A recent study by scientists at Celentyx Ltd, the University of Birmingham, and the University of Warwick and posted to the bioRxiv* preprint server illustrated a cell-based severe acute respiratory syndrome coronavirus 2 (SARS-CoV-2) spike (S) protein attachment assay.
Study: A cell-based, spike protein binding assay highlights differences in antibody neutralising capacity for SARS-CoV-2 variants. Image Credit: Design_Cells / Shutterstock
A crucial step for SARS-CoV-2 entrance into human cells is the attachment of the SARS-CoV-2 S protein with the angiotensin-converting enzyme 2 (ACE2) receptor. Therefore, preventing this engagement is a significant determinant in the therapeutic effectiveness of serum antibodies induced by the coronavirus disease 2019 (COVID-19) vaccination and therapeutic monoclonal antibodies.
Moreover, the appearance of SARS-CoV-2 variants like Omicron and Delta has made it necessary to develop flexible assays that could assess the efficacy of COVID-19 therapeutics. Arising SARS-CoV-2 variants might show resistance to or evasion from neutralization by COVID-19 monoclonal antibodies or antibodies produced by vaccination centered on the initial SARS-CoV-2 strain. Indeed, understanding these constraints guides political and health strategies during the societal challenges brought on by the COVID-19 pandemic.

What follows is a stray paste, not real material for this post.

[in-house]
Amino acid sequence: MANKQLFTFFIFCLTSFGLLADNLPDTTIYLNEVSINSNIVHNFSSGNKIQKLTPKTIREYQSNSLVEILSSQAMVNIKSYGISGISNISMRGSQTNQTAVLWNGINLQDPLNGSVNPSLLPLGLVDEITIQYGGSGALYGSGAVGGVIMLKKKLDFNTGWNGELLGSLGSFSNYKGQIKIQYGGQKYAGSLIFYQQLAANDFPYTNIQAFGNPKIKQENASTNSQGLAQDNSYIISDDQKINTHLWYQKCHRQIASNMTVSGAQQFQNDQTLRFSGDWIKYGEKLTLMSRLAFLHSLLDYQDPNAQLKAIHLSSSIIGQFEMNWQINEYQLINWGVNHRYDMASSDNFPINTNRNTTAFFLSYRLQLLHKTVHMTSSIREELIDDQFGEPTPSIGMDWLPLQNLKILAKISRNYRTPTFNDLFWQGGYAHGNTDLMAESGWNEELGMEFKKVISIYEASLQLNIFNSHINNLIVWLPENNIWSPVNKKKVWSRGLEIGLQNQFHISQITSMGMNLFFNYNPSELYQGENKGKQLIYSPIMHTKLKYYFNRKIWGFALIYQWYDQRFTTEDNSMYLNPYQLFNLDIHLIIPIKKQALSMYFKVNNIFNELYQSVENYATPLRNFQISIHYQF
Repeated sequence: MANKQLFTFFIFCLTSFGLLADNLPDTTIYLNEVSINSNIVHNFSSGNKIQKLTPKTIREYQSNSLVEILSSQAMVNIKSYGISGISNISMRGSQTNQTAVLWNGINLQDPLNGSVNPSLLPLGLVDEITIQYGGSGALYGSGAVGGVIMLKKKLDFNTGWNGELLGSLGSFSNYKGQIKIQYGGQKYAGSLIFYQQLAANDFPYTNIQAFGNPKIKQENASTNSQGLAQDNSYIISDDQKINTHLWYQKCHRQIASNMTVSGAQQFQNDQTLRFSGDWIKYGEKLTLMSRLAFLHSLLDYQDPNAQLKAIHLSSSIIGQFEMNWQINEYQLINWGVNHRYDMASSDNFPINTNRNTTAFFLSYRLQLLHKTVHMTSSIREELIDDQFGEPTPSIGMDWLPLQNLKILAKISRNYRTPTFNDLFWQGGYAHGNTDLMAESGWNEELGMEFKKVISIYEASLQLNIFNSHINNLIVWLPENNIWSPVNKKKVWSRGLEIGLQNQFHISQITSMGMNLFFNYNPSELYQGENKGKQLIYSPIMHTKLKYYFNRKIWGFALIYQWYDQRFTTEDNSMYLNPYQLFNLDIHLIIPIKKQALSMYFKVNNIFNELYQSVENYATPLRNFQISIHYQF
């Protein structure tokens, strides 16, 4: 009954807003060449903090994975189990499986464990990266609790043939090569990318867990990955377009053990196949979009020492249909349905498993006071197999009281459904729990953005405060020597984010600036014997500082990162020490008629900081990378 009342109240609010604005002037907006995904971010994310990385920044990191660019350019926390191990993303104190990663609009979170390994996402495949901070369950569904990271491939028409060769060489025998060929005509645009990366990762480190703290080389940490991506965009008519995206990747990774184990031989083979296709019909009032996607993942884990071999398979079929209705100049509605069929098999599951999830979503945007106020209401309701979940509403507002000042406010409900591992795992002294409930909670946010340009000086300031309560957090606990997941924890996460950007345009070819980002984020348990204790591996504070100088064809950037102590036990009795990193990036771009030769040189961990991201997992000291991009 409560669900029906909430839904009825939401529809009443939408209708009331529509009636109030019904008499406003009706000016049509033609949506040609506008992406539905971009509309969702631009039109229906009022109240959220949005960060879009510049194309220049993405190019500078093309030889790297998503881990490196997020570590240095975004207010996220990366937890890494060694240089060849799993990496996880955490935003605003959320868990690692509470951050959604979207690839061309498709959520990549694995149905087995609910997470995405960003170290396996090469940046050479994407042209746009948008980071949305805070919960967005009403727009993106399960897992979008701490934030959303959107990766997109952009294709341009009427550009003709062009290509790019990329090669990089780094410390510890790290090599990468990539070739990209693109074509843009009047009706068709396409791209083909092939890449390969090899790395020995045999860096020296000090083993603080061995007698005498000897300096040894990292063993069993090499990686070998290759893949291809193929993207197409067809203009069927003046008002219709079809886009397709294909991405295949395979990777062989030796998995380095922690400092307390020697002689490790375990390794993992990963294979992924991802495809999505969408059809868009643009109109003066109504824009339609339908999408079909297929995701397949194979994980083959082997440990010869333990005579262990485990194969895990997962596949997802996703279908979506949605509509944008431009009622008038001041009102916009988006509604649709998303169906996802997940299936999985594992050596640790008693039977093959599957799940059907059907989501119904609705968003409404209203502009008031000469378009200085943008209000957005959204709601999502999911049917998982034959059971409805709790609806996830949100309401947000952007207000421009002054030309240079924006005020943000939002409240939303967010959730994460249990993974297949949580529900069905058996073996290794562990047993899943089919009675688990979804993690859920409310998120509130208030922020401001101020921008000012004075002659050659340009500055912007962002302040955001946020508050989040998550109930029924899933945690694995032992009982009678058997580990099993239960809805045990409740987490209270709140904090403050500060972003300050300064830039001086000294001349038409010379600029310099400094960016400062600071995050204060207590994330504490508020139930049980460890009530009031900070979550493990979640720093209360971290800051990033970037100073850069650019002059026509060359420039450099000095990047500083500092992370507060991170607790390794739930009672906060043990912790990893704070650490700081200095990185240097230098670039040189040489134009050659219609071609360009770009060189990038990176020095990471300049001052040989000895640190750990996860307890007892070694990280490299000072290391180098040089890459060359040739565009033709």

About the study
The goal of the present study was to establish a reductionist cell-based framework suited for high-throughput assessment that measures inhibition of SARS-CoV-2 S protein adherence to mammalian cells appropriate to aid immune tracking and development of therapeutics.
Initially, the team explored the attachment of a recombinant His-tagged SARS-CoV-2 S protein (S A) to lung epithelial A549 cell lines, either over-expressing ACE2 (A549-ACE2), wild-type (A549-WT), or over-expressing ACE2 and transmembrane protease, serine 2 (TMPRSS2) (A549-ACE2-TMPRSS2). The His-tagged S protein was evaluated utilizing a mouse immunoglobulin G (IgG) anti-His antibody, a secondary anti-mouse IgG antibody coupled to Alexa Fluor 488 (AF488) dye, and high-content imaging measuring the intensity of S protein labeling per cell. Subsequently, the attachment of several recombinant S proteins to A549-ACE2 and A549-WT cells was analyzed.